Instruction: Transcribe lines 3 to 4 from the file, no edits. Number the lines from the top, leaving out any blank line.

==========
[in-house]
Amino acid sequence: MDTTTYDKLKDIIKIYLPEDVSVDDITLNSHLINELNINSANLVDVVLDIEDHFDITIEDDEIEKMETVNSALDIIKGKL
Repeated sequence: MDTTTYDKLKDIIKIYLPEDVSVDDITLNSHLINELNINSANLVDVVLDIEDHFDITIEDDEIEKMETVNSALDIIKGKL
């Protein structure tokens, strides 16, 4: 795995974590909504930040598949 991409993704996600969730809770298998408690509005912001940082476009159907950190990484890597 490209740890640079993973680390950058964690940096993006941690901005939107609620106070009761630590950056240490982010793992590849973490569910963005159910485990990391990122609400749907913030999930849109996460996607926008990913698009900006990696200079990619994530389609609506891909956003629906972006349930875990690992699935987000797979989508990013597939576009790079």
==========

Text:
Repeated sequence: MDTTTYDKLKDIIKIYLPEDVSVDDITLNSHLINELNINSANLVDVVLDIEDHFDITIEDDEIEKMETVNSALDIIKGKL
């Protein structure tokens, strides 16, 4: 795995974590909504930040598949 991409993704996600969730809770298998408690509005912001940082476009159907950190990484890597 490209740890640079993973680390950058964690940096993006941690901005939107609620106070009761630590950056240490982010793992590849973490569910963005159910485990990391990122609400749907913030999930849109996460996607926008990913698009900006990696200079990619994530389609609506891909956003629906972006349930875990690992699935987000797979989508990013597939576009790079």